Abstract Clippings, briefs, transcripts, correspondence, notes, and other materials gathered by Mr. Haughton, who served with the U.S. Social Security Board (1941-42); the Detroit and National War Labor boards (1942-45); the U.S. Conciliation Service (1946-47); the Institute of Industrial Relations at the University of California at Berkeley (1947-50); as impartial arbitrator for the UAW and Ford Motor Company (1950-55); and, with Wayne State University, first as director of the Institute of Labor and...
Abstract Samuel Krieger was born in Russia on August 20, 1902. Mr. Krieger came to the United States at age two and grew up in New York and New Jersey. He graduated from grammar school and went to work in the aircraft industry. Mr. Krieger was a member and recruiter for the Industrial Workers of the World. He served as an international representative for the International Union of Mine, Mill and Smelter Workers. In 1953 he began work as an organizer and business agent for the International Brotherhood...
Abstract Following the taint of mob infiltration at the highest levels, the Teamsters for a Democratic Union (TDU) built a rank-and-file movement in 1976 to reform the union and fight for strong contracts. Their records reflect these early efforts.
Overview Thomas Bernick was a journalist and active protester of The Detroit Newspaper Strike, which began on July 13, 1995 and lasted until 2000. An estimated 2,000 to 2,500 workers from six local unions joined the strike and participated in the lengthy battle against the Detroit News and the Detroit Free Press in the courtroom. Battle outside the courtroom took place as well, with protesters making numerous reports of violence by a private security firm and the Sterling Heights Police Department....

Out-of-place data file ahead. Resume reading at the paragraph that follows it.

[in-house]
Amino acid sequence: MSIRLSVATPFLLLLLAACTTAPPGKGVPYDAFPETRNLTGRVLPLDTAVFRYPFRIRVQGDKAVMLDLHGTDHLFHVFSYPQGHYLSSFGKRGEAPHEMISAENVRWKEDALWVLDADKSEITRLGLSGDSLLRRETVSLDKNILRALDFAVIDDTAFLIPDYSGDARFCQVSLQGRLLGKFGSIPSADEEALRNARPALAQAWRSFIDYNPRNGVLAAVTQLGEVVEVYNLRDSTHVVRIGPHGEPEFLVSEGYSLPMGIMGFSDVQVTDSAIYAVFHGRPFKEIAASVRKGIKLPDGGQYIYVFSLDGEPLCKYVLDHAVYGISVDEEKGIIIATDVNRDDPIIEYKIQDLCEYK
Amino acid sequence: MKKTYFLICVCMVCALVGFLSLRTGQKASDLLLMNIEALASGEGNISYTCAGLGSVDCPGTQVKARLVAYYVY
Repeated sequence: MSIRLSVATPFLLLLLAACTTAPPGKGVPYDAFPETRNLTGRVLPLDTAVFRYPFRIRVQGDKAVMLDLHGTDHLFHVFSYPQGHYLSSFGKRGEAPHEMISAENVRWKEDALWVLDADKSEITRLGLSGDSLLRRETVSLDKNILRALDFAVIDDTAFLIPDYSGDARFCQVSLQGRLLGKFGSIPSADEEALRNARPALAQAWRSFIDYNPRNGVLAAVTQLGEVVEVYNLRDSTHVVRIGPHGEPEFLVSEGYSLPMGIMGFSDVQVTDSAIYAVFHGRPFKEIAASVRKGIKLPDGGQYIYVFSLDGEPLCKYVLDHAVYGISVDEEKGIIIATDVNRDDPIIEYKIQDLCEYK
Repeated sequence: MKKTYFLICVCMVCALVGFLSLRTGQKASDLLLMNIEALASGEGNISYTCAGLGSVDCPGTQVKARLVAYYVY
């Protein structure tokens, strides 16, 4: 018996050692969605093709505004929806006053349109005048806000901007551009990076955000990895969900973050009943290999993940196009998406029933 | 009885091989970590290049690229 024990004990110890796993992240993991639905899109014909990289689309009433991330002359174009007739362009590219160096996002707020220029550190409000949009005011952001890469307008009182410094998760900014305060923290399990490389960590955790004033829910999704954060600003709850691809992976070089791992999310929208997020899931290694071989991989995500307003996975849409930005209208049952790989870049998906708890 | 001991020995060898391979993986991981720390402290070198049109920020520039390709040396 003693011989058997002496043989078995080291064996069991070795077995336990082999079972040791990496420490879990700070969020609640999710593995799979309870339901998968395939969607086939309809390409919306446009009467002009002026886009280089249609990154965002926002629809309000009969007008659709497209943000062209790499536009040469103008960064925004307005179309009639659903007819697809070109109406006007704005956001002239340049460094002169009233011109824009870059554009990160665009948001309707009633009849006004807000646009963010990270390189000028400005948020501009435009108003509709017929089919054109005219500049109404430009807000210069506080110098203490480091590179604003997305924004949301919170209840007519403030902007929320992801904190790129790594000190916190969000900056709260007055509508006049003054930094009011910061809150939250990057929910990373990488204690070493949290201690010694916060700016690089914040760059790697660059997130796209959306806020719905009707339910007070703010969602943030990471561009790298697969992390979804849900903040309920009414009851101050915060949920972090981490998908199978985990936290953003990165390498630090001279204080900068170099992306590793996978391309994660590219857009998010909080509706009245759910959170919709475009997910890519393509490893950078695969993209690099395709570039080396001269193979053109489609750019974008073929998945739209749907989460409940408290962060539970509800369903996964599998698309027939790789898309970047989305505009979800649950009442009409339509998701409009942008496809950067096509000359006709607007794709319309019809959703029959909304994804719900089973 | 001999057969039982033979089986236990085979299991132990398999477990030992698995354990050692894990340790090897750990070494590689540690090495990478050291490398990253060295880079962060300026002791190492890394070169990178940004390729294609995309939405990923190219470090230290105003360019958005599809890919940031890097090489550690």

Abstract In the 1970s, the Program on Women and Work, a unit of the Institute of Labor and Industrial Relations (ILIR), a jointly administered body of the University of Michigan and Wayne State University, coordinated an oral history project to document the lives and work of women active in the labor movement from 1900 through 1970. Joyce L. Kornbluh of ILIR served as project director. Many interviewers conducted interviews with participants across the United State. This project, "The Twentieth...
Abstract The UFW grew out of several farm workers organizations in the 1960s and was led for over thirty years by Cesar Chavez. The Information and Research Department serves as the research center for the union, collecting materials of interest in many areas importantin to the organization. Their records reflect the range of services which the union provided for its members, including legal and immigration assistance, workman's compensation claims, healthcare, and grievance mediation. Other subjects...
Abstract The UFW Massachusetts Boycott Office: Boston opened in 1967, one of several regional branch offices of the UFW formed to organize communities to participate in a consumer boycott of lettuce, grapes, wines, and other agricultural products. The primary activity of the office involved outreach efforts (mailing letters, hosting rallies and events) aimed at prominent members of the greater Boston area, including political leaders, church leaders, and business leaders, as well as college campuses...
Abstract The records of the UFW Missouri Boycott Office relate to the various strikes and boycotts that occurred nationally during the period of the 1970s. The Missouri Boycott Offices were located in two locations, Kansas City and St. Louis. The people directing these boycott offices worked on petitions, boycotts of grocery store chains and agricultural products, and raising awareness about the UFW’s dispute with the International Brotherhood of Teamsters.The majority of material in this...
- Names: International Brotherhood of Teamsters X
- Labor unions 8
- Boycotts 5
- Labor 4
- Agricultural laborers 3
- Migrant workers 3
- Strikes and lockouts 3
- Agriculture 2
- Grape Strike, Calif., 1965-1970 2
- Labor movement 2
- Labor unions -- Organizing 2
- Labor unions--Factionalism 2
- Migrant agricultural laborers 2
- Canada 1
- Child labor 1
- Collective bargaining 1
- Communism 1
- Education 1
- Ford Hunger March, 1932 1
- Immigrants -- United States 1
- Industrial relations 1
- Labor unions Corrupt practices 1
- Michigan 1
- Newspaper strike, Detroit, Michigan, 1995-2000 1
- Oral histories 1
- Pesticides 1
- Politics, Practical 1
- Railroad construction workers 1
- Railroads 1
- Social history 1
- Socialism 1
- Strikebreakers 1
- Transcripts 1
- Transportation 1
- Women --Societies and clubs 1
- Women in the labor movement 1
- Women labor union members -- United States 1 ∧ less